How Nintendo Power helped introduce the United States to console RPGs
Nintendo has made it official: the December issue of Nintendo Power magazine will be the last. Many fans and writers who grew up reading the magazine have expressed their sadness, although it seems hard to find people who still read Nintendo Power after leaving high school. We may be mourning our youth more than the magazine itself. Nintendo Power will always be important for another reason, however. This is the magazine that helped introduce me, and indirectly the country, to role-playing games on video game consoles. It accomplished this impressive feat by giving away an Enix game called Dragon Warrior.
A free game? HOLY SHIT
It’s useful to set the stage. In the late 80s and early 90s video games were expensive; there were no Steam sales and no $2 iPhone games. You paid $50, or more, for your game cartridges at the store, and many of us only received new games on our birthday and Christmas. And you had better hope those two games were good, or you could borrow a better game from a friend.Nintendo Power offered an amazing deal for subscribers: Sign up or renew your subscription, and they would send you a free copy of Dragon Warrior. It didn’t matter what game it was, or how good it was, it was an NES game that we could “buy” for around $15. The Nintendo Power subscription was the free bit when I did the math in my head, and we were still saving money on the free game. This was an easy sell in my home, at a time my mother was constantly barraged with demands to take me to the local video store to rent games. Even the letter Enix sent with the game was epic. “As a subscriber to NINTENDO POWER magazine, you undoubtedly enjoy game playing on you Nintendo Entertainment System,” they wrote. “We at Enix America Corporation would like to introduce our unique series of role-playing video games. For a limited time, receive a free copy of Dragon Warrior I and the big map for our newly released Dragon Warrior II adventure with your new or renewed subscription.” This is how the game was described: “In Dragon Warrior I, you are a stranger in the Kingdom of Alefgard. The once tranquil land has fallen into darkness by the hands of an evil Dragonlord. Ruthless creatures roam the countryside and fear plagues the land. Assistance from townspeople, magic spells and special devices aid you in your quest to destroy the Dragonlord. You are the DRAGON WARRIOR. You must save Alefgard.” And they say Japanese games have gibberish stories! This stuff was magical to the ears of children ready for a more “mature” game. Even the art on the cartridge was badass. What we didn't know at the time, or at least most of us didn't, was that this a last-ditch effort to do something with all the Dragon Warrior cartridges sitting in storage. “My understanding later on was that Nintendo was stuck with a lot of unsold copies of the game, since they'd placed a big bet that since it was so astoundingly popular in Japan it would be the same way here,” Game|Life’s Editor-in-Chief, and Nintendo authority, Chris Kohler explained. “So they decided to go crazy and give them away with the subscriptions, thus seeding copies of it in the hands of what were basically their mavens. Remember, when there was no Internet, kids who subscribed to Nintendo Power ruled everything since the other kids would go to them and ask to see their magazines and ask them for tips. So these kids who were at the center of their social circles now all had copies of the game.” He's right. This was before we received our up to the minute news from any number of gaming blogs; video game magazines were brought to school or shared around the neighborhood. Information was spread through these magazines, and purchasing decisions were made. Because of the Dragon Warrior promotion, the kids that controlled the flow of information to the neighborhood were introduced to a new genre. This was a game that many of us wouldn’t have tried on our own, and it would have been a hard sell next to the more action-oriented games in the local Babbage’s. But after a few months it arrived, and I was taken aback. There was much reading to be done, and I was stuck fighting slimes? The action moved slowly during random encounters, with the player taking turns with the enemy, exchanging blows until one or the other succumbed to their wounds. We learned the joys of gaining levels, fighting increasingly powerful enemies, and exploring a fantastical map filled with secrets and eldritch knowledge. This as the first time many American players had experienced an Eastern-style role-playing game on a console, and some of us fell in love. It felt different, more deliberate and engrossing that the side-scrolling action games of the time. It was easy to play the game and pretend to be a hero. Who could forget the simple plea of “But thou must!” at the end that alerted you to the fact there was no choice to be made at all? I remember being slightly annoyed at this fact, decades before Mass Effect 3 presented me with a limited number of options at the game’s end. It was marketing, pure and simple, but it worked. I was hooked.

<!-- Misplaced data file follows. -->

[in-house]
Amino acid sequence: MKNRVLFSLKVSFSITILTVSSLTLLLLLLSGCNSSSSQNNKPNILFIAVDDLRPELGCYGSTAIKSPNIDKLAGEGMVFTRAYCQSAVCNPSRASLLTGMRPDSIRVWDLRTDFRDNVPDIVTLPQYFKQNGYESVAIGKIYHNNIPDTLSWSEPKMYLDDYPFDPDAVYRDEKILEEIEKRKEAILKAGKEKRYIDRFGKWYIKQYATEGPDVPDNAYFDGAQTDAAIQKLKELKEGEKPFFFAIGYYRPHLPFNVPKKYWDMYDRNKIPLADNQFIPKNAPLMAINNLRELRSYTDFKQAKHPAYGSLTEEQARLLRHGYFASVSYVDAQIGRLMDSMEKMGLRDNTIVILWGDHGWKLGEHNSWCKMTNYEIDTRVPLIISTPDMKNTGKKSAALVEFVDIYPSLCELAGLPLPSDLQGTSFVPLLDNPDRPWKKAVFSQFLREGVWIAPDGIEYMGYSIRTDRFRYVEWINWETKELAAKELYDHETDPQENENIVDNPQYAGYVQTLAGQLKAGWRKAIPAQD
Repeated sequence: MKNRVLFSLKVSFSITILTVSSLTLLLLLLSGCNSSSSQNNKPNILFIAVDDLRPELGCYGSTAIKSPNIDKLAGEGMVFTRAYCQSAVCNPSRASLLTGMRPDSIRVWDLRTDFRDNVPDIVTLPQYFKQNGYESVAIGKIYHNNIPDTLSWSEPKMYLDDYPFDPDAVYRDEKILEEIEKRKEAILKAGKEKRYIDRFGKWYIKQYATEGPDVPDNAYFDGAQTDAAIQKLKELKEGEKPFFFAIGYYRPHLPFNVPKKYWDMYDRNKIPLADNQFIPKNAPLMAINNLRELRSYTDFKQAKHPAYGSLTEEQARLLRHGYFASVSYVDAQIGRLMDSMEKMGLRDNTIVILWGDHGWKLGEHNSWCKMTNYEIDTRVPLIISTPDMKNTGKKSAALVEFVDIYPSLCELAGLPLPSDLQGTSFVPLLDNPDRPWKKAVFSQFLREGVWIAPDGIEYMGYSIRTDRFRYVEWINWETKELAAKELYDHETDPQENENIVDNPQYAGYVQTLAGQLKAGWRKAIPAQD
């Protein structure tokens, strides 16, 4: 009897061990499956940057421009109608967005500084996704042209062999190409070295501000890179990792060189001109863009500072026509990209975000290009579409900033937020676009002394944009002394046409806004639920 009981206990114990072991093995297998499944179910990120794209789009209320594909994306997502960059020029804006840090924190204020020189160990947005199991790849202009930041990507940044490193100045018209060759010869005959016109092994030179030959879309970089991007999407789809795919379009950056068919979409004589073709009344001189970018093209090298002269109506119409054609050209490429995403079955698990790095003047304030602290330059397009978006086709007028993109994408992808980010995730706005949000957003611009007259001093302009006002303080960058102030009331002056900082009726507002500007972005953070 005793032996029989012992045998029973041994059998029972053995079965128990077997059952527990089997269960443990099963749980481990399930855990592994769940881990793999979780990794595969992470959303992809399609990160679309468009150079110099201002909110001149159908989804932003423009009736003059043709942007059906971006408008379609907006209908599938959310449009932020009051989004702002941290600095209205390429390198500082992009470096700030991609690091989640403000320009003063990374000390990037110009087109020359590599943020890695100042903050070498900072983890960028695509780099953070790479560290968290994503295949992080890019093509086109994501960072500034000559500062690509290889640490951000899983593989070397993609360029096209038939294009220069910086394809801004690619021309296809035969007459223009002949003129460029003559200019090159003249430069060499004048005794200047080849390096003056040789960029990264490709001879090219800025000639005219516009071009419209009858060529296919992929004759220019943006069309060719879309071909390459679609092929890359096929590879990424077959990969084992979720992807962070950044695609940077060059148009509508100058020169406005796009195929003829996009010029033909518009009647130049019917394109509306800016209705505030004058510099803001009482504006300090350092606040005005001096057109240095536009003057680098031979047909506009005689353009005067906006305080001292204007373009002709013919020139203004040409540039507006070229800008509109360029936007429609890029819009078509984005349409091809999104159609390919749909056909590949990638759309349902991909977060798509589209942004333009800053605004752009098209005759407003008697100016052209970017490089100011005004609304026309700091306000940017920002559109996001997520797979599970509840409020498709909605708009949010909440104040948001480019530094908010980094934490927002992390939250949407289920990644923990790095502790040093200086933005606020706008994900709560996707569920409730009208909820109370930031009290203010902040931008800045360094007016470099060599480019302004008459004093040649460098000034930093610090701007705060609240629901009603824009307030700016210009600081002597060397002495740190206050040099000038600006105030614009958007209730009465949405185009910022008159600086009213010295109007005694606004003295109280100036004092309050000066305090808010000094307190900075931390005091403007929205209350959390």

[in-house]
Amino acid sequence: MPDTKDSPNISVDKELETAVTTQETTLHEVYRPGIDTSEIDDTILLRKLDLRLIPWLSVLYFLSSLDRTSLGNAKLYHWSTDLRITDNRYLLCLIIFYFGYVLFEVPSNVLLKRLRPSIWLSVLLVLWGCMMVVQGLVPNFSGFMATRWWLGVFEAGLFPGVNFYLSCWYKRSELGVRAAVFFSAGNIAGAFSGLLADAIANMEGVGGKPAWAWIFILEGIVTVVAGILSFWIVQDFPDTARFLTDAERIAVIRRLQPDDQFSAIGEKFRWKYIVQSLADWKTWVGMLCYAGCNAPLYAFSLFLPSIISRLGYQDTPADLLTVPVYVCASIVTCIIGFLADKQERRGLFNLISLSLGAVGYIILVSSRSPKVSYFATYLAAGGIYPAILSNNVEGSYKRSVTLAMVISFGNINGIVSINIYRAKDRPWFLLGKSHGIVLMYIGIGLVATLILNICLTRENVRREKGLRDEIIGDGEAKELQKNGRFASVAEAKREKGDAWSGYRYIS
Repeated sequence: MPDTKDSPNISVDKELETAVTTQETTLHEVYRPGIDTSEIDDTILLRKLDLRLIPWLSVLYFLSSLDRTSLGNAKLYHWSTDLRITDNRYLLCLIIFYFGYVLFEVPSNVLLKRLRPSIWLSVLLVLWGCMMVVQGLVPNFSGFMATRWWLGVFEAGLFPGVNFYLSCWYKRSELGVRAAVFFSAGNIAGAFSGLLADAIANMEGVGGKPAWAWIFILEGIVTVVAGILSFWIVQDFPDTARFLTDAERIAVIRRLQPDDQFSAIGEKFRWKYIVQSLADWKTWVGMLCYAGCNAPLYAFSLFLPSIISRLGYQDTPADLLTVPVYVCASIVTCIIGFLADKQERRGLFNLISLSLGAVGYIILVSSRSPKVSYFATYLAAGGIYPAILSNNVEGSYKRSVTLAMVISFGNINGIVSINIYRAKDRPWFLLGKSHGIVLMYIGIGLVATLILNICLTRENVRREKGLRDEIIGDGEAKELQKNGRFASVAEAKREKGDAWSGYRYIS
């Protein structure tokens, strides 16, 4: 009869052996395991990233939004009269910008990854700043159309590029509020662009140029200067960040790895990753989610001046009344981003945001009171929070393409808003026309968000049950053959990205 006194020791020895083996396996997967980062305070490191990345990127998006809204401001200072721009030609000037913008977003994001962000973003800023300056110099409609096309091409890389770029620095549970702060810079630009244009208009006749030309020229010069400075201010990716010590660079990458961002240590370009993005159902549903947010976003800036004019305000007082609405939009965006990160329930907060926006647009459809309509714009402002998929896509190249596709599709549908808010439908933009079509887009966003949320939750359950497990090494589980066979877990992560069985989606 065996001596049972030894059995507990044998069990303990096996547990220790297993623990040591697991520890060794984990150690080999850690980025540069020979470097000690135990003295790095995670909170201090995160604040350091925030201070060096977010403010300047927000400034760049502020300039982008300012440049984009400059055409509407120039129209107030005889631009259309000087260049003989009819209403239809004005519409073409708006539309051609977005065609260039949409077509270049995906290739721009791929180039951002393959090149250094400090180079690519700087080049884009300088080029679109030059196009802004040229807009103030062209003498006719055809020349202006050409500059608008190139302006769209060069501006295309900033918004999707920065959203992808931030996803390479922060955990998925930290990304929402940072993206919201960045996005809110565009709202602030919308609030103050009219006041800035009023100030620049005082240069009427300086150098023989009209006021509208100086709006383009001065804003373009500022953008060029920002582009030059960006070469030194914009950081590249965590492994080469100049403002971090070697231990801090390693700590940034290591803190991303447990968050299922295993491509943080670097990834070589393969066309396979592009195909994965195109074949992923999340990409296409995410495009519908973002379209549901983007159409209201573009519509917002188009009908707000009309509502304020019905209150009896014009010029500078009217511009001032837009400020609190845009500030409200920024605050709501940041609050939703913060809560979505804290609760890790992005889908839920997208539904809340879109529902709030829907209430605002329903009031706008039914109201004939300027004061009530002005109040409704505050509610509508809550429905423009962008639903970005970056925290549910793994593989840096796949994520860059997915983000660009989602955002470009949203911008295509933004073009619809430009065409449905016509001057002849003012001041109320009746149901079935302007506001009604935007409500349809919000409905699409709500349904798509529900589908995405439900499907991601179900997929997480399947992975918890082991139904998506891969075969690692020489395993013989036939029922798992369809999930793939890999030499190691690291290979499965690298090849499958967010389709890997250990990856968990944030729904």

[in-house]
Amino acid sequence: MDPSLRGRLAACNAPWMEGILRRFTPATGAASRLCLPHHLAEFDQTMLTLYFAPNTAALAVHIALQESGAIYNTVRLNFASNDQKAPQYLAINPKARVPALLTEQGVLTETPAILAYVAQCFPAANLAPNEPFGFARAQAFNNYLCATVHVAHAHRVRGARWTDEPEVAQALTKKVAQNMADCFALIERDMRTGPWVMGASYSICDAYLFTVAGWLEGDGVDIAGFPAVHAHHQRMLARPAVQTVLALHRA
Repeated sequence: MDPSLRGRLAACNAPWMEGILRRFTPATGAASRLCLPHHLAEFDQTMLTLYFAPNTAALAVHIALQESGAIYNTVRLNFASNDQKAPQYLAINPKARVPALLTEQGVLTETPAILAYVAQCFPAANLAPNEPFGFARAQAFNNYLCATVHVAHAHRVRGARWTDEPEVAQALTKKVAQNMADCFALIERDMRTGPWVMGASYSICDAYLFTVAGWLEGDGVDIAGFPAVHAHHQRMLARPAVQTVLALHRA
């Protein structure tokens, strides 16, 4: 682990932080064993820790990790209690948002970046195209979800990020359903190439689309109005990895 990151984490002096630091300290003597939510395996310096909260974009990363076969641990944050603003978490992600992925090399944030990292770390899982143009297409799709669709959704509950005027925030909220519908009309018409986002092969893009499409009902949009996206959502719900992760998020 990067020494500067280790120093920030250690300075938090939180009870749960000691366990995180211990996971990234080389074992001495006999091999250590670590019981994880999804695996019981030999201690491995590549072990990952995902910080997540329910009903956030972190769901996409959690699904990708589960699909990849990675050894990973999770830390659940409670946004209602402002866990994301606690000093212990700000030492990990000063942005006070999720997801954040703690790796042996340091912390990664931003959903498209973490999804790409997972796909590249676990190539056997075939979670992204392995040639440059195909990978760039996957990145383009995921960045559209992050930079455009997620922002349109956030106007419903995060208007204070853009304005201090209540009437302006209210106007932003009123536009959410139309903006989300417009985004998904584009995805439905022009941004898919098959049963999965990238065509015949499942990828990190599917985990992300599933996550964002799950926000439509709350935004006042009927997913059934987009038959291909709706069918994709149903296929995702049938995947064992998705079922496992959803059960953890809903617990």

Were others as enamored of the genre?
Nintendo and Enix were hoping to plant the seeds for an RPG market in the United States, but it’s hard to tell how quickly those seeds grew. Kohler, for one, is skeptical that it made a lasting impact. “Did it work? Sort of. Eventually. Enix published the other three Dragon Warrior games on their own in the US and Square got Final Fantasy somewhat off the ground, but RPGs were a niche market until Final Fantasy VII. They were certainly bigger on SNES than they ever were on NES,” he explained. “One industry type I spoke to for Power-Up called RPGs in America the ‘12-year overnight phenomenon’. They seemed to come out of nowhere one day, but it was only because a few companies had really believed that there was a market there and worked very hard for many years to chip away at the wall that separated Japanese tastes from American ones. Nintendo of America did a lot of that. RPGs were so damn huge in Japan, and they wanted some of that sweet cash. Hence their bringing over Dragon Warrior, and Final Fantasy, and nearly releasing Mother 1 in the US.” I've often bumped into other gamers who fell in love with RPGs thanks to that “free” copy of Dragon Warrior, so even if those seeds of love took years to grow, they were clearly successfully planted. I read Nintendo Power every month, and used the strategy guides to get through many tough games. It was a big deal when the magazine arrived in my mailbox, even though it only came with a game in that one instance. Nintendo Power may have existed to sell us more games, but it was also a shared experience for many gamers, and an important part of early gaming culture. It will be missed.